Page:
3. Stranger In A Strange Land (Robert Heinlein):
Valentine Michael Smith might be the single most memorable character ever created, and this weird, wonderful book, which I first read when I was about 19, has haunted me for nearly 30 years. Haunted in a good way. Smith’s human-raised-by-Martians-come-back-to-Earth character manages to upset the entire world, one person at a time, enraging people and making them fall in love with him as he tries to understand our society. The ending of the book is somehow both peaceful and disturbing in ways that make it stick with you. It’s the kind of book that just pops into your mind at odd times of the day or night.
How it Made Me A Better Writer:
Stranger is more or less the Platonic ideal of how to build a complete story out of an elevator-pitch concept. The thesis statement for this book is that simple: Imagine a human raised by Martians, come back to our society as an adult: what would happen? Everything in the book, from the simplest to the most outrageous moments, seems to flow organically from that idea. There isn’t a single moment in the book that doesn’t seem a natural next progression. It’s a work of art.
2. Slaughterhouse-Five (Kurt Vonnegut):
I don’t have to say what this one’s about, right? Everyone’s read it, or hopefully will. Billy Pilgrim’s travels through time, to World War II and then to Ilium, New York, and then Tralfamadore, are a funny, sad, sweet story that has weight well beyond the slim novel. I read Slaughterhouse when I was in high school, and I’ve never forgotten it. I remember it almost verbatim, even though I’ve never gone back to re-read it. I’m not even sure I could, as it’s devastatingly sad in its simplicity. Plus, it has the single saddest scene I have ever read in a book: the part where Billy goes to a cave with his parents, when he’s a kid. I know there are sadder things that have happened, both real and imagined, and there are even more terrible things that happen to Billy, but that’s the scene that gets me, every time I think of it.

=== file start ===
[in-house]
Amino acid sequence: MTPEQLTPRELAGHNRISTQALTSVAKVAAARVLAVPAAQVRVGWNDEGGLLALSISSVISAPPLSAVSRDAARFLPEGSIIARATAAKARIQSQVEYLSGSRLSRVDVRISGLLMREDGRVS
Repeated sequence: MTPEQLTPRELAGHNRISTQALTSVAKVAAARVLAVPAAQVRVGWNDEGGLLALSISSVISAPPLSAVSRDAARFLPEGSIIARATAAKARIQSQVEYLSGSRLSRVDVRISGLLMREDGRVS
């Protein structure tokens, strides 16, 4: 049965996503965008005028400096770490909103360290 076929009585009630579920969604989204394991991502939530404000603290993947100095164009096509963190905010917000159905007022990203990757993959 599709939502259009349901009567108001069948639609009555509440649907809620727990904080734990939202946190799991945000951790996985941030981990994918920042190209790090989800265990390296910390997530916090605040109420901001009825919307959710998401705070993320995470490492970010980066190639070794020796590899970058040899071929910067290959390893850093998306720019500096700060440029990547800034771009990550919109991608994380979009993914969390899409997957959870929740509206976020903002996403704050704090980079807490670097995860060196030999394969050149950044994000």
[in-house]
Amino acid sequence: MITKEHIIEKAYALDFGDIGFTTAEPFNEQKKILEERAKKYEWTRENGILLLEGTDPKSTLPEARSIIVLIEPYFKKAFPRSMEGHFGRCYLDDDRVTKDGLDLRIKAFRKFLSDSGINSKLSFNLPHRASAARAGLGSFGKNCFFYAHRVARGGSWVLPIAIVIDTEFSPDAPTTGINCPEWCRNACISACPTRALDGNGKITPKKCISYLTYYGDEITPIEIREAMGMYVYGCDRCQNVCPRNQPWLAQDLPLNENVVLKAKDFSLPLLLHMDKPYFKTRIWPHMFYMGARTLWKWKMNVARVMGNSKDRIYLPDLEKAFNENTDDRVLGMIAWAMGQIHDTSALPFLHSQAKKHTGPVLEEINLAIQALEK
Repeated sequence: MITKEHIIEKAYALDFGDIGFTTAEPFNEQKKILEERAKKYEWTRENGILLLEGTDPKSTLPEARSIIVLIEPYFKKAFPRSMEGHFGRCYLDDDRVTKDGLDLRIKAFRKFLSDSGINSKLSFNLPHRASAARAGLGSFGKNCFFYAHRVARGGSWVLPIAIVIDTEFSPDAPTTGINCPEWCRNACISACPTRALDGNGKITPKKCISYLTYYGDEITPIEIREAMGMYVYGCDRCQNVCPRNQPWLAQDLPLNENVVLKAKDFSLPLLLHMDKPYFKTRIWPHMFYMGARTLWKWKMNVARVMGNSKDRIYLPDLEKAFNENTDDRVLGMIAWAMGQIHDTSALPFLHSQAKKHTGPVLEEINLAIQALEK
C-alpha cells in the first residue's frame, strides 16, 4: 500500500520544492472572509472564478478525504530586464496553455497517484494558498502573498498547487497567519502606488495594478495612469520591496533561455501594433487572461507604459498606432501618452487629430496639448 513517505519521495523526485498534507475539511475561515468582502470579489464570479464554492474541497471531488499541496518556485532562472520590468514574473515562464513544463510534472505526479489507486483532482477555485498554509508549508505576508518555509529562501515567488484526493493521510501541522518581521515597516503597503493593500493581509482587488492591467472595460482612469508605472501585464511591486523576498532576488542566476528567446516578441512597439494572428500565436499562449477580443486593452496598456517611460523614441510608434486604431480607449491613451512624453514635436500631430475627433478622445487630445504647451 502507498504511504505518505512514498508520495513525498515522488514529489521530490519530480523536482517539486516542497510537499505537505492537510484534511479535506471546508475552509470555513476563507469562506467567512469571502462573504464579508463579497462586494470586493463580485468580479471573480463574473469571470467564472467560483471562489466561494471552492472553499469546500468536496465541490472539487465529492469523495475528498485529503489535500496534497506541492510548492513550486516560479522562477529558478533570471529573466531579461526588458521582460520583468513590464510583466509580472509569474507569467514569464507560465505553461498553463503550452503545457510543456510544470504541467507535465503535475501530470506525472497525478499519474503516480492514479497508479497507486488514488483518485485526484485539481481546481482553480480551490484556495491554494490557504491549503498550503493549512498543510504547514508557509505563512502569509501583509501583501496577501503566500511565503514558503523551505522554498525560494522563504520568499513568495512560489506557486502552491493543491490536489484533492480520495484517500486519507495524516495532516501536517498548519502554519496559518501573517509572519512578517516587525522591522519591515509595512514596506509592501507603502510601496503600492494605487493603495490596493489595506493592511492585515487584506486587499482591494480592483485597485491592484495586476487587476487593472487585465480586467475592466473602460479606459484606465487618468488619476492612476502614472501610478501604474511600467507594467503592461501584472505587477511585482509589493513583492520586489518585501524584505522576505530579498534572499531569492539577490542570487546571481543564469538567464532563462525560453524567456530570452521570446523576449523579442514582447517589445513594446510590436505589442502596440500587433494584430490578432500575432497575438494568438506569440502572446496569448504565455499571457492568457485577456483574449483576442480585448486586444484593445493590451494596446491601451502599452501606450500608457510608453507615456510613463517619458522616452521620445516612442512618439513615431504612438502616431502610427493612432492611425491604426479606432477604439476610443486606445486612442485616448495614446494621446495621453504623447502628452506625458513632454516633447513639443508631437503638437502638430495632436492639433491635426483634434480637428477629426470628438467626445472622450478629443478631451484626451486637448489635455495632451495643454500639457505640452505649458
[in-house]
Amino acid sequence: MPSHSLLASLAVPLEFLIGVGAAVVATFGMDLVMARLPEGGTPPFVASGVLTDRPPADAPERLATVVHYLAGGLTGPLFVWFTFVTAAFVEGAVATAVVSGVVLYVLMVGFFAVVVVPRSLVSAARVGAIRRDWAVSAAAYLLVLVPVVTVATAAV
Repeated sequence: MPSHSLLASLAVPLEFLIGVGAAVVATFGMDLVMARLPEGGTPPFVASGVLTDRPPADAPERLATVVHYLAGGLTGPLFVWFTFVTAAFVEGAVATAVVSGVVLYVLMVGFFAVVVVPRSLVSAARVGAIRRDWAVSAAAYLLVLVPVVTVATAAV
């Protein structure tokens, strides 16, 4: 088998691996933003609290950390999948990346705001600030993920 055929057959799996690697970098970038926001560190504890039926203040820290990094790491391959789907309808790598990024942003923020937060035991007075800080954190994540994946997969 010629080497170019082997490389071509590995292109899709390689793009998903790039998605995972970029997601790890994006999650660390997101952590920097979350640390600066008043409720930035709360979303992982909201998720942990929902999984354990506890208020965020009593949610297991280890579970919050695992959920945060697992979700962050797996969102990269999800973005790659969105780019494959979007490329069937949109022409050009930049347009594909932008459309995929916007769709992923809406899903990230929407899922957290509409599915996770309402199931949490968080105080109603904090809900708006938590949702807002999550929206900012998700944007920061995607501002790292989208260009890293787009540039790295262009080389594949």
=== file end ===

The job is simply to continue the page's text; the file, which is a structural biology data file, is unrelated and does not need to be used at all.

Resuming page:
How It Made Me A Better Writer:
Vonnegut’s stories are so sparse as to be almost nonexistent; he uses a paucity of words and just enough “science” to make his books sci-fi rather than fiction, but somehow the books add up to more than the sum of their parts, primarily because of the emotion Vonnegut conveys. Using minimalist techniques, Vonnegut communicates a wealth of sadness, in that good kind of way: sadness because people are what they are, and the world is what it is, even in a made-up futuristic society of aliens. Reading Vonnegut helps me realize that books should convey a sentiment as well as a story: they can tell how you as the author feel about something, without being direct about it.
1. Angelmaker (Nick Harkway):
I had trouble deciding which of Harkaway’s three books to put on here, but there was no doubt that one of them should be. Harkaway might be the best pure writer I have ever read, by which I mean that every single word he uses counts. I have no idea how he does it, but Harkaway writes these big sprawling books that go off on seeming tangents for pages, if not chapters, and introduce a willy-nilly of characters and ideas and then bam! They all come together like a jigsaw puzzle made of magnets. Angelmaker features a watch/clock repairman who is called in to work on a bit of steampunk-ish beehive-esque art, and who then unwittingly turns the thing on, learning too late that it might be a doomsday device. That description in no way does this book justice, though. Harkaway’s stories are outrageously entertaining, his characters are memorable, his language is phenomenal, and the books deserve to be read, then cast in bronze and put on a pedestal, and then read again, in front of large crowds of people cheering him on and urging him to write another book. Read Angelmaker, and then read his other books (The Gone Away World and Tigerman) and see if they don’t ruin you for most other books.
How It Made Me A Better Writer:
Forget it. It didn’t. There’s no way anyone can do what Harkaway does. We can try, and plenty of people can write great stories or books, but nobody will match him.
Briane is the author of Codes: Robbie had an ordinary life, until she walked into Gravity Sling. Now he’s seeing coded messages everywhere, being chased by shadowy big-corporation goons, and questioning literally everything about the world as he knows it. Some questions need answers. This Phillip K. Dick style debut science fiction novel raises questions about how people use technology and each other.
Follow Briane on Twitter: https://twitter.com/BrianePagel
His blog: Thinking The Lions: http://www.thinkingthelions.com
Anyway, are you excited about the contest? I'm excited about the contest. Also, I might be mildly panicking about AwsomeCon still. As one does.
Update about the Contest of Awesome (which I shall call it from now evermore) I'll be posting the first scavenger hunt clue/trivia question Monday morning! Then, I'll post it again about noon because I know sometimes feeds are strange, strange creatures. As soon as we have a correct answer I'll tweet, but I won't announce the day's winner until the end of the day. That way I can check and make sure the first correct answer I see is actually the first correct answer.
Now I just have to go decide what Monday's prize is...